The prostate can cause problems for many men as they age, and some of these problems do not yet have solid treatments that can help with the problems. With the help of a recent $8.3 million grant from the National Institutes of Health (NIH) in late 2014, the University of Wisconsin, Madison will be able to establish a new Urology Research Center that will focus on studying the prostate and some common diseases associated with it.Read More
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If kidney cancer is diagnosed before it spreads, then doctors have a much better chance of curing it. In fact, 80 percent of kidney cancer patients who get their cancer diagnosed early survive. Unfortunately, most patients don’t find out about their affliction until too late. At Washington University, St. Louis, a group of researchers is working on a more proactive approach to detecting the disease.Read More
Hypothalamic neurons orchestrate many essential physiological and behavioral processes via secreted neuropeptides, and are relevant to human diseases such as obesity, narcolepsy and infertility. A recent collaboration of scientists from New York, Toronto, and Tokyo, and Harvard Stem Cell Institute (HSCI) researchers have devised two methods for using stem cells to generate the type of neurons that help regulate behavioral and basic physiological functions in the human body, such as obesity and hypertension, as well as sleep, mood, and some social disorders.Read More
Over 31 million Americans currently suffering from back pain can rest easy knowing that Pitt researchers are shouldering a new effort to study the condition - thanks to grants from the Patient-Centered Outcomes Research Institute (PCORI).
According to a university press release, the University of Pittsburgh will lead a 5-year, $14 million clinical trial to study intervention and early treatment options for back pain.
Two prominent researchers at UC Davis are under a microscope for their work in stem-cell biotechnology. The pair from University of California, Davis was awarded close to $4 million in funding to improve biotechnology intended for physicians studying stem cell treatments.
The two grant awards, of over $1.8 million each, were awarded to Laura Marcu and Kent Leach by the California Institute for Regenerative Medicine (CIRM) to continue developing technology that is used in stem cell treatments for vascular disease, bone and cartilage repair.
By combining time-lapse luminescence microscopy with a microfluidic device, researchers at Duke University were able to track the dynamics of cell cycle genes in single yeast with subminute exposure times over many generations. Typically time-lapse fluorescence microscopy of genetically encoded fluorescent proteins is the gold standard for measuring in vivo dynamics of gene expression in single cells.Read More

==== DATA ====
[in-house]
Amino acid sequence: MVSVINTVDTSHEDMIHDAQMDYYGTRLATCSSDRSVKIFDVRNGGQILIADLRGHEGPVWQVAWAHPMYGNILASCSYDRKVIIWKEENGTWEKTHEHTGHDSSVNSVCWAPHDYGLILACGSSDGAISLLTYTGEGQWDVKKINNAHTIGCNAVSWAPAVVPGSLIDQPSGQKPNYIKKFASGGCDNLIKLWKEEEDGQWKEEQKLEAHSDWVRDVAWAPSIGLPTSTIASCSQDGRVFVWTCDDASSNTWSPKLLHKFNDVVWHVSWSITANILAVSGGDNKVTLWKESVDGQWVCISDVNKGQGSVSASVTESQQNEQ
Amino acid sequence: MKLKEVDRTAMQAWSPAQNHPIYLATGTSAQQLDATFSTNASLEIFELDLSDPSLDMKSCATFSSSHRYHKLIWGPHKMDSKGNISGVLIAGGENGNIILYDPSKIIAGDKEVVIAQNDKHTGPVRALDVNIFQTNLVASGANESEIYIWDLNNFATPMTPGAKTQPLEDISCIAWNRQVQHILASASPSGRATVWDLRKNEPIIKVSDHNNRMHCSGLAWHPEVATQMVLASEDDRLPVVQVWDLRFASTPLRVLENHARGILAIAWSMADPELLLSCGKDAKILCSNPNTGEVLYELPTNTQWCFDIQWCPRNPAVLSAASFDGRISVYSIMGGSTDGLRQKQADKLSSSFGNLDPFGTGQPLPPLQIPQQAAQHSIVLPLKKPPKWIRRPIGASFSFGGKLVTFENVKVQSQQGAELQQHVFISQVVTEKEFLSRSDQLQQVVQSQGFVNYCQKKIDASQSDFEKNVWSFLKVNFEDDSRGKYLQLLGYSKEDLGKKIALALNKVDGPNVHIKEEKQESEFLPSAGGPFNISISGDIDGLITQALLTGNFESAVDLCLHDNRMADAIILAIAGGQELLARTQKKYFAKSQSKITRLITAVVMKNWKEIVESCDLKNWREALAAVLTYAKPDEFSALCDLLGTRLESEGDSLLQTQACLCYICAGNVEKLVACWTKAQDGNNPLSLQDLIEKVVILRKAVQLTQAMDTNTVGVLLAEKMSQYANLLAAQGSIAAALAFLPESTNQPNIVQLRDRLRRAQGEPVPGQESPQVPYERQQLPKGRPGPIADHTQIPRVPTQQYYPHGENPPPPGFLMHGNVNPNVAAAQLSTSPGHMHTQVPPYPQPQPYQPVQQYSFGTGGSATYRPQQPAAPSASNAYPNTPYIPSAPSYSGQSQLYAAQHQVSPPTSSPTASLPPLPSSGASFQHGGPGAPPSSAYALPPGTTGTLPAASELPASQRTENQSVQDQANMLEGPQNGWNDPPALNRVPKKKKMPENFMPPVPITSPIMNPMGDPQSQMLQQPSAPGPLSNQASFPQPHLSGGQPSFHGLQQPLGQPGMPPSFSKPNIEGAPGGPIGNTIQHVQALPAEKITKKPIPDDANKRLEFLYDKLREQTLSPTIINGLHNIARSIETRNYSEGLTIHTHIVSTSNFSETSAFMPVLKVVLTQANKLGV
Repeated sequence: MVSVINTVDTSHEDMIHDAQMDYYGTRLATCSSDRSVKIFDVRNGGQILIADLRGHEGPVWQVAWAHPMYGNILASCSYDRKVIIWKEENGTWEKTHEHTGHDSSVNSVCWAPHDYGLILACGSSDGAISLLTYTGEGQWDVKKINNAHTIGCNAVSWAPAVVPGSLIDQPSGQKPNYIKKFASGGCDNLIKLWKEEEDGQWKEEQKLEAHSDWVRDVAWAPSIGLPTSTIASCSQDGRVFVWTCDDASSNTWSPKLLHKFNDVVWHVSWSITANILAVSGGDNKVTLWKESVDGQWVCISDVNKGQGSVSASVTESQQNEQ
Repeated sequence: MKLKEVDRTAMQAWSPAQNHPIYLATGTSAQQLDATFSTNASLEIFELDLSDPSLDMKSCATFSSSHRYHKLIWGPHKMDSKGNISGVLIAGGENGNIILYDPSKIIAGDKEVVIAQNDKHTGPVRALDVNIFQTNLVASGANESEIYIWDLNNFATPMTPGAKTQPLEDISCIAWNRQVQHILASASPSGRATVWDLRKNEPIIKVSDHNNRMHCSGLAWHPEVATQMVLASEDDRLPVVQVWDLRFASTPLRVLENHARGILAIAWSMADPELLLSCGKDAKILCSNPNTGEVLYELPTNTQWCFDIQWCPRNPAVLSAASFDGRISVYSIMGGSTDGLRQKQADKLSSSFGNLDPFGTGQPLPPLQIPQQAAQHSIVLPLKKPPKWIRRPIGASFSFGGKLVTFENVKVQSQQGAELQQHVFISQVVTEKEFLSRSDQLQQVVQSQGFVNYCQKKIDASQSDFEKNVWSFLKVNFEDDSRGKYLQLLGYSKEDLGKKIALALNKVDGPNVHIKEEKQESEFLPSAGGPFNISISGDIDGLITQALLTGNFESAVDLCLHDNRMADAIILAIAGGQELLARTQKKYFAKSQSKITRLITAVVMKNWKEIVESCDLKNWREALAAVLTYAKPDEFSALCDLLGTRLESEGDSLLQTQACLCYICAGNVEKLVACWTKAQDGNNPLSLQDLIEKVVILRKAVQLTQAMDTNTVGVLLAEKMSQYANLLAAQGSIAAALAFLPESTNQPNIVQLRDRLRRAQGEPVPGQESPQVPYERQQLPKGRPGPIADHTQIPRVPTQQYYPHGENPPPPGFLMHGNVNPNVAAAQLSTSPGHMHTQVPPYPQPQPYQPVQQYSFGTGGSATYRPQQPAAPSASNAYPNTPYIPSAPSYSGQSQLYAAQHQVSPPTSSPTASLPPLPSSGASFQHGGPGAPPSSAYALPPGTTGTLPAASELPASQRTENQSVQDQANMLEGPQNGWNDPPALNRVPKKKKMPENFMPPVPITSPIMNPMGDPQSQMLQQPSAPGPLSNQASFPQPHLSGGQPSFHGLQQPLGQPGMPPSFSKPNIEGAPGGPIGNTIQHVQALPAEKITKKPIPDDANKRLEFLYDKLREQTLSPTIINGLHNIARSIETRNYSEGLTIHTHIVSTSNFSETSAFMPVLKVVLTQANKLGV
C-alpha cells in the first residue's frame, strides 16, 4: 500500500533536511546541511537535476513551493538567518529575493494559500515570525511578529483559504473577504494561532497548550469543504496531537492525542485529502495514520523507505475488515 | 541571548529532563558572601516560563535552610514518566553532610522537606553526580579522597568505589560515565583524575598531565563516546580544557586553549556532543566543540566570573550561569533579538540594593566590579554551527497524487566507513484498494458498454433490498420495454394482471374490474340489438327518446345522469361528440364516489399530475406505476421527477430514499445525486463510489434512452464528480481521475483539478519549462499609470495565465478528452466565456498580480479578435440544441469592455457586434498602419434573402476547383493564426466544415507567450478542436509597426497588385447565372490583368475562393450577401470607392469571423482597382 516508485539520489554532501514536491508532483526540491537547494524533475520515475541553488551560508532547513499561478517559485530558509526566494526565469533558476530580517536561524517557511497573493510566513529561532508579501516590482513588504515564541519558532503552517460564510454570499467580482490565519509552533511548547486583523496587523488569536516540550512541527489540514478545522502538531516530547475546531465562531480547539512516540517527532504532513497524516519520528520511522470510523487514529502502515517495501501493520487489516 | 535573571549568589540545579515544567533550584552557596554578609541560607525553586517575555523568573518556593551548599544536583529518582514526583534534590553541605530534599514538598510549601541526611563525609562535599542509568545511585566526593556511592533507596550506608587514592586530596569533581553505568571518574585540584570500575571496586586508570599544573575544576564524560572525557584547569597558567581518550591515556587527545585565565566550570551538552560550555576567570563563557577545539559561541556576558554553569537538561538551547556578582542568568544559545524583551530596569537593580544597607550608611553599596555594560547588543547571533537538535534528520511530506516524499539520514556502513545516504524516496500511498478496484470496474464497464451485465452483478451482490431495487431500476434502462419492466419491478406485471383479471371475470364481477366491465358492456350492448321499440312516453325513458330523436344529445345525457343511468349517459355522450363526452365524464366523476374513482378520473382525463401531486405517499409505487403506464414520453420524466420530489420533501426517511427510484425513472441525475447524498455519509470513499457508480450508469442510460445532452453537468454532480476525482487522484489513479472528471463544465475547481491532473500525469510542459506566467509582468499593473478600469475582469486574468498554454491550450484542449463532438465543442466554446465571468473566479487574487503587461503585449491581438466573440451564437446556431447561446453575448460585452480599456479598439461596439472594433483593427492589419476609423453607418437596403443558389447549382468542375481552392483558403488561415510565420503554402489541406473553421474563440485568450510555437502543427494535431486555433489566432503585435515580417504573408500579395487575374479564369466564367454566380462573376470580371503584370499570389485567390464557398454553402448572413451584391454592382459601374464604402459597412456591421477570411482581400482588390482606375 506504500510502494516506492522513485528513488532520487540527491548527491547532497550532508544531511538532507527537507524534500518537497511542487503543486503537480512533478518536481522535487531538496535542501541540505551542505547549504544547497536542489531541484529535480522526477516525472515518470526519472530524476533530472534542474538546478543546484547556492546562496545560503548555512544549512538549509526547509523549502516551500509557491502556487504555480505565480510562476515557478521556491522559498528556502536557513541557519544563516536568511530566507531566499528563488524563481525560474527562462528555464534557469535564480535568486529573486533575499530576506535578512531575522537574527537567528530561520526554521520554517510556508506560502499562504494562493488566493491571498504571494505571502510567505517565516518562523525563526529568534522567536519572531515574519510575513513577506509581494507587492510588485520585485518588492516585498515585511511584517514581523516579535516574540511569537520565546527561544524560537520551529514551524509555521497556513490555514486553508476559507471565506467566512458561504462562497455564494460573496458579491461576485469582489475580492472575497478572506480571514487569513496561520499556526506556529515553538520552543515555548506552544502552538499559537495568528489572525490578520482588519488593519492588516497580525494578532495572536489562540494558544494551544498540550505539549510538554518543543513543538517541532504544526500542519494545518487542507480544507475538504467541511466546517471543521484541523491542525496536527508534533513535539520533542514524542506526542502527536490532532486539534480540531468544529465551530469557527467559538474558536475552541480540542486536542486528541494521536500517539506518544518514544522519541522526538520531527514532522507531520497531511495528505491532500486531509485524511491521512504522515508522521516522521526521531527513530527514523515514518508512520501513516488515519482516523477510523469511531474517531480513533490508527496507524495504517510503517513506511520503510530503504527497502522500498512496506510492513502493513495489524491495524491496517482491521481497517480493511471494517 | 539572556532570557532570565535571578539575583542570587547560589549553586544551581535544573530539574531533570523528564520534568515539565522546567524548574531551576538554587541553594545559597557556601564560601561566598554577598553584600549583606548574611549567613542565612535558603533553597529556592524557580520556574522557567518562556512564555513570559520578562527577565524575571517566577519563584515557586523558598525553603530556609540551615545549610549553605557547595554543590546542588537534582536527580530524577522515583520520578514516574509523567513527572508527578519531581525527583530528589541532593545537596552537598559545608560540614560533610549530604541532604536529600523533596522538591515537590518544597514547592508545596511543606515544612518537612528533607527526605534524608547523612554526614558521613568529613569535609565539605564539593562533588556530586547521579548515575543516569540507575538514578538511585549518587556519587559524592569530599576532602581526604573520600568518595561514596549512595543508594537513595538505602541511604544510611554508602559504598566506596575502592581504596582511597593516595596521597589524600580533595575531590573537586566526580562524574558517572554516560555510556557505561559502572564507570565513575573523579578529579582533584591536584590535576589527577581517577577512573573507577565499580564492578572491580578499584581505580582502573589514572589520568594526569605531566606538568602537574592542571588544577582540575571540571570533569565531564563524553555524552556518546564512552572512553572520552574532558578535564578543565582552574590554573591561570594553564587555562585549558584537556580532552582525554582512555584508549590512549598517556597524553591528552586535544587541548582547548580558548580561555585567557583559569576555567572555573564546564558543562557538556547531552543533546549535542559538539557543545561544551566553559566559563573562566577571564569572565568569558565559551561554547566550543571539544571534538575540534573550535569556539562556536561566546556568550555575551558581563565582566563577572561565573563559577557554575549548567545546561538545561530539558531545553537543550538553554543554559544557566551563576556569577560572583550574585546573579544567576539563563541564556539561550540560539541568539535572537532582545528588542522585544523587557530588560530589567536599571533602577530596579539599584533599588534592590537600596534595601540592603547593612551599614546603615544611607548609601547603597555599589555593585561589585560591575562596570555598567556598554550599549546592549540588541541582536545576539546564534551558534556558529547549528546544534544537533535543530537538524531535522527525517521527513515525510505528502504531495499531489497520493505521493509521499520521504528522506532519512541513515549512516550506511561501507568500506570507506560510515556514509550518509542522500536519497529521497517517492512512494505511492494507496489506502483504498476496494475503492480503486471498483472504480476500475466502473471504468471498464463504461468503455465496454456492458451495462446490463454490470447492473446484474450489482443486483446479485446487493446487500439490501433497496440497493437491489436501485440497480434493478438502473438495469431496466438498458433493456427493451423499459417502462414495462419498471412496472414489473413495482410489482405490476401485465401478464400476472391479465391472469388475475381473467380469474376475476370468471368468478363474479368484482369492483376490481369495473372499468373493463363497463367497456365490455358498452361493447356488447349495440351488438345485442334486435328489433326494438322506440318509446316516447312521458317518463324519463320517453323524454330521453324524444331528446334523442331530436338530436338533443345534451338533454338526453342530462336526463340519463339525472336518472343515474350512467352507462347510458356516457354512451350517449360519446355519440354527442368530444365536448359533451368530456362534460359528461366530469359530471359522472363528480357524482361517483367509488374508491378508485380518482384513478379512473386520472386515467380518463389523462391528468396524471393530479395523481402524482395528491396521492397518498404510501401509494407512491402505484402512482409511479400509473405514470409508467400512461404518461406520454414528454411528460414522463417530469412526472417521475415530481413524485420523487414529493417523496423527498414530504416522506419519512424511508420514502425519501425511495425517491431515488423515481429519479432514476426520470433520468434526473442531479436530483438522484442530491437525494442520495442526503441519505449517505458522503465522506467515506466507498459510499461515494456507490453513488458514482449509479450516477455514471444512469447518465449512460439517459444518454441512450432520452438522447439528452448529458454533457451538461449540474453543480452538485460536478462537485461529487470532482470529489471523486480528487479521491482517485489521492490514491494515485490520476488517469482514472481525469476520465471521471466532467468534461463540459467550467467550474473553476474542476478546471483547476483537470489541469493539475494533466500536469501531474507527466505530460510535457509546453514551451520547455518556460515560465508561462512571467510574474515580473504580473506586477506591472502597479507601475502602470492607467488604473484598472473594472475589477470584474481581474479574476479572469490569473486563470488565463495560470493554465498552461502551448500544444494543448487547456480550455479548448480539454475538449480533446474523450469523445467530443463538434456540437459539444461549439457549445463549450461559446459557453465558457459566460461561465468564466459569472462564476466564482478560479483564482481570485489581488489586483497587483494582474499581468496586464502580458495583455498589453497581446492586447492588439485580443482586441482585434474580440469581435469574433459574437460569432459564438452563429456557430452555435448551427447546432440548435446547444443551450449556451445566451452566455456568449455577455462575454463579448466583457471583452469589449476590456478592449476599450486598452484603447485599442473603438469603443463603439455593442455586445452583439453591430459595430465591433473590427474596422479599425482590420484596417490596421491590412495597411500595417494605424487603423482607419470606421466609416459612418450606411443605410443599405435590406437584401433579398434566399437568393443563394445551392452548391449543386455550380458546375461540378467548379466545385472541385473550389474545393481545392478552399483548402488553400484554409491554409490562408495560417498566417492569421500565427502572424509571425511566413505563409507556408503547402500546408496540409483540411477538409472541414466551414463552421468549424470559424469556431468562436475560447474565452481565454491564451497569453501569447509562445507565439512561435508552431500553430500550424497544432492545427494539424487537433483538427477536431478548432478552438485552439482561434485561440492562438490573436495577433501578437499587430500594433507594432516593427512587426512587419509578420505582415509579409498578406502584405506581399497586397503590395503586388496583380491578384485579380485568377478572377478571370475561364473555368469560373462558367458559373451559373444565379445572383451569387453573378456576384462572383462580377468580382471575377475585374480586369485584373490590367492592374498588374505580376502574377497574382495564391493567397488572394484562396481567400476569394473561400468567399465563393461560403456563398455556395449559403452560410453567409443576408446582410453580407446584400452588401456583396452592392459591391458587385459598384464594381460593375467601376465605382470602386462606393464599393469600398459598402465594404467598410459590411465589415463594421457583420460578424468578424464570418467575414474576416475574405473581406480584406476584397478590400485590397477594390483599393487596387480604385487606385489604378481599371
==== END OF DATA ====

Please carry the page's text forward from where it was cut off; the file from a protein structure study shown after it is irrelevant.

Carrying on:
DNA is a lot like a genetic recipe: change up the order of the ingredients, and you might get an entirely different dish. At the University of Michigan, Ann Arbor, bioresearchers are cooking up some new results that better explain the effects of modifying DNA and what that means for evolution as a whole.Read More
Movies like "Happy Feet" and "March of the Penguins" often remind us of how cute penguins are in the cold, Antarctic conditions where they live. These movies, however, fail to mention another species of penguin that reside in warmer climates and is slowly dying out: African penguins. Although they are on track to be extinct within the next 20 years, the Pueblo Zoo in Colorado and Colorado State University, Fort Collins recently performed cancer treatments on the oldest living African penguin in the world, ensuring that the penguin will be healthy enough to live a longer life. (Image of African penguin (not Tess) courtesy of Wikimedia Commons).Read More
Polycystic Kidney Disease (PKD) is considered to be one of the most fatal genetic diseases that affects more then 500,000 people in the United States. This disease, caused by a mutation in certain genes, causes the growth of cysts on the kidneys, which lead to kidney enlargement and failure. The are currently no treatments to permanently cure or halt the progression of this disease. Current solutions for PKD are receiving either a kidney transplant or staying on dialysis for the rest of ones life, neither of which are ideal situations.Read More
Already the nation’s leading university for medical research, UCSF continues to expand thanks to a generous and recent donation.Read More